Motor/generator sets also have the unique property of kinetic energy storage: that is, if the motor’s power supply is momentarily interrupted for any reason, its angular momentum (the inertia of that rotating mass) will maintain rotation of the generator for a short duration, thus isolating any loads powered by the generator from “glitches” in the main power system.

## Analysis of Step-up and Step-down Transformer Operation

The winding with more inductance  have a higher voltage and less current than the other. Since the two inductors are wound around the same core material in the transformer (for the most efficient magnetic coupling between the two), the parameters affecting inductance for the two coils are equal except for the number of turns in each coil. If we take another look at our inductance formula, we see that inductance is proportional to the square of the number of coil turns:

$L = \frac{N^2µA}{I}$

Where,

$L = \text{inductance of coil in Henrys}$

$N = \text{Number of turns in wire coil (straight wire = 1)}$

$\mu = \text{Permeability of core materials (absolute, not relative)}$

$A = \text{Area of coil in square meters}$

$I = \text{Average of coil in meters}$

So, it should be apparent that our two inductors should have coil turn ratios of 10:1, because of 10 squared equals 100. This works out to be the same ratio we found between primary and secondary voltages and currents (10:1), so we can say as a rule that the voltage and current transformation ratio is equal to the ratio of winding turns between primary and secondary.

## Step-down transformer: (many turns :few turns).

The step-up/step-down effect of coil turn ratios in a transformer is analogous to gear tooth ratios in mechanical gear systems, transforming values of speed and torque in much the same way:

Step-up and step-down transformers for power distribution purposes can be gigantic in proportion to the power transformers previously shown, some units standing as tall as a home. The following photograph shows a substation transformer standing about twelve feet tall:

# 8.2 Electrical Isolation

There are applications where electrical isolation is needed between two AC circuit without any transformation of voltage or current levels. In these instances, Transformers called isolation transformers having 1:1 transformation ratios are used.  A benchtop isolation transformer is shown in the Figure below.

# 8.3 Phasing

Since transformers are essentially AC devices, we need to be aware of the phase relationships between the primary and secondary circuits. We can plot the waveshapes for the primary and secondary circuits and see the phase relations.

A secondary voltage V(3,5) is in-phase with primary voltage V(2) and stepped down by a factor of ten.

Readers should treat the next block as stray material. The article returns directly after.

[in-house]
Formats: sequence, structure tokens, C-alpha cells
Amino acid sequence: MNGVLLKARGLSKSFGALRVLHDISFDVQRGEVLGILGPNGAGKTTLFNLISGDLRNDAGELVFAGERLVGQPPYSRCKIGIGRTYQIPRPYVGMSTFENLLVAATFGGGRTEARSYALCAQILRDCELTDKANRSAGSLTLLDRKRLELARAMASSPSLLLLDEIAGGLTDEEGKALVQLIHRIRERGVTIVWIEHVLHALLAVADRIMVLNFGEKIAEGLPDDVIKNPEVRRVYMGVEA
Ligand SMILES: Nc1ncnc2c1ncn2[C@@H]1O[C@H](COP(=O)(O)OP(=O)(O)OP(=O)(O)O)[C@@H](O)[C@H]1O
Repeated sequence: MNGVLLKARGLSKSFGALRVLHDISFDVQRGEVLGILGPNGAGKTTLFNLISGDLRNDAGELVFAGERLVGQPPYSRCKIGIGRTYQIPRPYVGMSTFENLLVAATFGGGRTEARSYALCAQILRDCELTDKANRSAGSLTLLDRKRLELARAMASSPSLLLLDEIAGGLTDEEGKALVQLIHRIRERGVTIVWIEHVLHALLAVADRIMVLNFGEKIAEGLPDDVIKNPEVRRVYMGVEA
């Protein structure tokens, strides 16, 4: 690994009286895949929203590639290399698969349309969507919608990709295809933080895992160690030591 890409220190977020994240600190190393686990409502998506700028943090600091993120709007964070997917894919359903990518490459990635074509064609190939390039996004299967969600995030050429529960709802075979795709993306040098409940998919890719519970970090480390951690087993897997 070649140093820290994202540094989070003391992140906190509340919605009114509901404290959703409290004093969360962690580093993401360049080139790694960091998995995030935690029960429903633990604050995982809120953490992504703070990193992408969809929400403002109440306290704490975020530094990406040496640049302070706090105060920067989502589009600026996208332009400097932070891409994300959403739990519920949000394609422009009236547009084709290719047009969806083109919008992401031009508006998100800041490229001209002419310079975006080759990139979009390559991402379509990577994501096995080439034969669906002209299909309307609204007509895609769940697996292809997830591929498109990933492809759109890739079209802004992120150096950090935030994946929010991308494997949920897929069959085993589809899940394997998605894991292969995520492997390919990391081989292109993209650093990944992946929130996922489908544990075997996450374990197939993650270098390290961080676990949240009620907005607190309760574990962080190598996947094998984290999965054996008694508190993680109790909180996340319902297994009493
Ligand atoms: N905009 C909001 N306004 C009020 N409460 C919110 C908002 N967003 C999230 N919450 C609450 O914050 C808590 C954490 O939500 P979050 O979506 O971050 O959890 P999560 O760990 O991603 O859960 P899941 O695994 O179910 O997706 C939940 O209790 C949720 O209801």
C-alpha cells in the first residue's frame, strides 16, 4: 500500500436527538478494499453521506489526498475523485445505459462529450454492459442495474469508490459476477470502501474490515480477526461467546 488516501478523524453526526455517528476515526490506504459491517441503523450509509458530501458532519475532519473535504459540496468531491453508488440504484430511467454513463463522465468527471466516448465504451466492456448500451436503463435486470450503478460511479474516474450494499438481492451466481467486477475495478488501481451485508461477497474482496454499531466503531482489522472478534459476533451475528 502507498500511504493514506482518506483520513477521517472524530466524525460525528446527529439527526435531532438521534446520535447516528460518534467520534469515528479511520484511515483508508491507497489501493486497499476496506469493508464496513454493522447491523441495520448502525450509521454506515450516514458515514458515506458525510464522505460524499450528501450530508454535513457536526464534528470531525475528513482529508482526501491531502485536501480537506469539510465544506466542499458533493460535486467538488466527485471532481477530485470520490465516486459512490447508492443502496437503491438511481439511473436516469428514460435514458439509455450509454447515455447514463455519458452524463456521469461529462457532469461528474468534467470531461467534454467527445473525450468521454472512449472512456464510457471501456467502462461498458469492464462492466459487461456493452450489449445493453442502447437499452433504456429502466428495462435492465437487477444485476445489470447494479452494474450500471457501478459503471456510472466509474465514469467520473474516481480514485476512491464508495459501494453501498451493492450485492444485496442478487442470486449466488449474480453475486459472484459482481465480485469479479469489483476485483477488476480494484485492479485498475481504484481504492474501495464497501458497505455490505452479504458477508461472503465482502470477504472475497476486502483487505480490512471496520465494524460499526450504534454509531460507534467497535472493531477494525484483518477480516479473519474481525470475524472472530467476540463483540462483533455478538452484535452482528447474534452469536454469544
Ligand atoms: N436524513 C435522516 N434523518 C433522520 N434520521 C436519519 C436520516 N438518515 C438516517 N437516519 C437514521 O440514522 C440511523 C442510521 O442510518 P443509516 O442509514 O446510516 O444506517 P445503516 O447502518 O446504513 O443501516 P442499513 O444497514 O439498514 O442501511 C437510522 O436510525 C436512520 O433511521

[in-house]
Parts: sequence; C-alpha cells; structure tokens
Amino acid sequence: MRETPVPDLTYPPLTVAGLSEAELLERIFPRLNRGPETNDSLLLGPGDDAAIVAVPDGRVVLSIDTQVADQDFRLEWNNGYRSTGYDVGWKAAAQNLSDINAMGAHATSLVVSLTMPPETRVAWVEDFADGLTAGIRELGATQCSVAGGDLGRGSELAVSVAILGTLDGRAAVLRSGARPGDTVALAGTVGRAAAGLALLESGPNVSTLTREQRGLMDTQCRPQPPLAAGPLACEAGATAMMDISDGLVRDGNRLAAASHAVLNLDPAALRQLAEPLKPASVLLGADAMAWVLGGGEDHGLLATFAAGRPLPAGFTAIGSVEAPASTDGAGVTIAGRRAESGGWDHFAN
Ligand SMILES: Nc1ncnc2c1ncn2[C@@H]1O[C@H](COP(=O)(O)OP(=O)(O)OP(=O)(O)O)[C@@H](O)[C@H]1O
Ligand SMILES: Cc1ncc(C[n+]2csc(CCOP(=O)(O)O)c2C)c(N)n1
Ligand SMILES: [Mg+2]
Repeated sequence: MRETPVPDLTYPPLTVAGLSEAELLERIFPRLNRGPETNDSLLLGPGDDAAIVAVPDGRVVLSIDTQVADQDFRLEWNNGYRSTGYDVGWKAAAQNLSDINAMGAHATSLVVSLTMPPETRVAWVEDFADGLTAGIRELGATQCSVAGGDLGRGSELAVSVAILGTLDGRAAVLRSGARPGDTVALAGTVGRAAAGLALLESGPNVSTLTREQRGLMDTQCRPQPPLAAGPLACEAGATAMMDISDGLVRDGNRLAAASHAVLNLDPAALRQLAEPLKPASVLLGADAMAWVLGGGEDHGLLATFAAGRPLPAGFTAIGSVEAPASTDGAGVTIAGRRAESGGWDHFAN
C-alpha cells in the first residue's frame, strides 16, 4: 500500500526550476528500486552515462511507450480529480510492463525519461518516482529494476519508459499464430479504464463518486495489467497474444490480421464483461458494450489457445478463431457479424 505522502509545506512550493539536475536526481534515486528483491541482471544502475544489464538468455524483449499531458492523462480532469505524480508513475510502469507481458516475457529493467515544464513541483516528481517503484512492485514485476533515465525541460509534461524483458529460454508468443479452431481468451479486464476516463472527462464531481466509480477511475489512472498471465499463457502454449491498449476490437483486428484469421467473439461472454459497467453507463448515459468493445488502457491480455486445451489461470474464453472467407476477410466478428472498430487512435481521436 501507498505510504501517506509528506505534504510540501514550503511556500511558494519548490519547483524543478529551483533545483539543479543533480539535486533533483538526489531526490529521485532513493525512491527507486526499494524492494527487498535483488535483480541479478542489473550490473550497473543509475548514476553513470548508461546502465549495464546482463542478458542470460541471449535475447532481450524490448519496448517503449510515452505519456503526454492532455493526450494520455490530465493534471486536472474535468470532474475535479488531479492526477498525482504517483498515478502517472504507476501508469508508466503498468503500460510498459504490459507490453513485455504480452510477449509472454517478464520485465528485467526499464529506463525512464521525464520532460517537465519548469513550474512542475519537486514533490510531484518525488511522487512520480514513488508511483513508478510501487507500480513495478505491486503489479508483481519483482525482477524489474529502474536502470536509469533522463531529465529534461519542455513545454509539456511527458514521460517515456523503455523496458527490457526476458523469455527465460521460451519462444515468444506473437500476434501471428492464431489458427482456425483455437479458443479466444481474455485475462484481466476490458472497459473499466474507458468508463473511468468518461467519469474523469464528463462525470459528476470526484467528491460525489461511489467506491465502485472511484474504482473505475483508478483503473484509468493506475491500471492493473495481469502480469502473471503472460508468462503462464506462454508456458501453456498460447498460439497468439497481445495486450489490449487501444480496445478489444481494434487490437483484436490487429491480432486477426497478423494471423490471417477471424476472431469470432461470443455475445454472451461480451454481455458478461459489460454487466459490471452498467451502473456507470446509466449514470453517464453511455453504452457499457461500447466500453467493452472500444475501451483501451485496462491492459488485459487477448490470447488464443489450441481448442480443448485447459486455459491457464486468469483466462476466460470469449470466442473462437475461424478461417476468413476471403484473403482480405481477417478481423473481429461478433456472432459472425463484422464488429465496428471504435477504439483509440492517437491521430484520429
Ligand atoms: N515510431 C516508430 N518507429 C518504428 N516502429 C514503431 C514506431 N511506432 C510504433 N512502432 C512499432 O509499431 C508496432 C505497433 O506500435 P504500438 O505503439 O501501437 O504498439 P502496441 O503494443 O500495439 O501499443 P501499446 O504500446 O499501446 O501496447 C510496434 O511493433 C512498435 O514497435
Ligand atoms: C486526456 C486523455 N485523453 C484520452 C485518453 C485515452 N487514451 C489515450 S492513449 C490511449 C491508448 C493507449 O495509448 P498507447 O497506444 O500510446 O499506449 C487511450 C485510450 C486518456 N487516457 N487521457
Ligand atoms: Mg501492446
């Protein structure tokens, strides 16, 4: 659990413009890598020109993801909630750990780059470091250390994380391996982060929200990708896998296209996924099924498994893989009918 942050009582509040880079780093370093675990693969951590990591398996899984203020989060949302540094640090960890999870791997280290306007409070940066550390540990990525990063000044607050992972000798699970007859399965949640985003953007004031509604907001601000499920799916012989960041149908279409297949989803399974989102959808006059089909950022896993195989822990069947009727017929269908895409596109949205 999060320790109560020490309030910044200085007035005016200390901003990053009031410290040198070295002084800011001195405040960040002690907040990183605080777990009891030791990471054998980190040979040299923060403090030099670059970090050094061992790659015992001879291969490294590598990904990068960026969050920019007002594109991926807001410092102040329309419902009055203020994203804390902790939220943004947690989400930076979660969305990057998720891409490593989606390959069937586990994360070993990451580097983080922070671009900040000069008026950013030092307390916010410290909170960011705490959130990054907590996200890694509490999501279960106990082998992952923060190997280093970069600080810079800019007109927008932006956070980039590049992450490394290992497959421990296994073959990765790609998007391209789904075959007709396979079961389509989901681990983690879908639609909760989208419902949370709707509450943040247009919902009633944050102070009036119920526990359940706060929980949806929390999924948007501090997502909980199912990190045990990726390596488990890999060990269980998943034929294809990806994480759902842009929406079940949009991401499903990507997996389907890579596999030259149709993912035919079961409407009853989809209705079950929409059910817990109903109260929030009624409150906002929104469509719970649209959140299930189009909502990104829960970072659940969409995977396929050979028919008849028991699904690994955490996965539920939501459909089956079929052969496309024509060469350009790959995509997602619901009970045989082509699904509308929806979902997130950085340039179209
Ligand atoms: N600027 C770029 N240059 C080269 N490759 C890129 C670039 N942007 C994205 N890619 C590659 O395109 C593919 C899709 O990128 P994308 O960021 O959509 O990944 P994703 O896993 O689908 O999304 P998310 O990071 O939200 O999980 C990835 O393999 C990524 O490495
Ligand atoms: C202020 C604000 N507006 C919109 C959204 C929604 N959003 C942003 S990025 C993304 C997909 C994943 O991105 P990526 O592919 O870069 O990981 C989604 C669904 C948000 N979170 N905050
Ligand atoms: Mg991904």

In going from primary, V(2), to secondary, V(3,5), the voltage was stepped down by a factor of ten, and the current was stepped up by a factor of 10. Both current and voltage waveforms are in-phase in going from primary to secondary.

## Transformer Conventions

It would appear that both voltage and current for the two transformer windings are in-phase with each other, at least for our resistive load. This is simple enough, but it would be nice to know which way we should connect a transformer in order to ensure the proper phase relationships be kept. After all, a transformer is nothing more than a set of magnetically-linked inductors, and inductors don’t usually come with polarity markings of any kind. If we were to look at an unmarked transformer, we would have no way of knowing which way to hook it up to a circuit to get in-phase (or 180° out-of-phase) voltage and current:

Since this is a practical concern, transformer manufacturers have come up with a sort of polarity marking standard to denote phase relationships. It is called the dot convention, and is nothing more than a dot placed next to each corresponding leg of a transformer winding:

Typically, the transformer will come with some kind of schematic diagram labeling the wire leads for primary and secondary windings. On the diagram will be a pair of dots similar to what is seen above. Sometimes dots will be omitted, but when “H” and “X” labels are used to label transformer winding wires, the subscript numbers are supposed to represent winding polarity. The “1” wires (H1 and X1) represent where the polarity-marking dots would normally be placed.

The similar placement of these dots next to the top ends of the primary and secondary windings tells us that whatever instantaneous voltage polarity is seen across the primary winding will be the same as that across the secondary winding. In other words, the phase shift from primary to secondary will be zero degrees.

On the other hand, if the dots on each winding of the transformer do not match up, the phase shift will be 180° between primary and secondary, like this: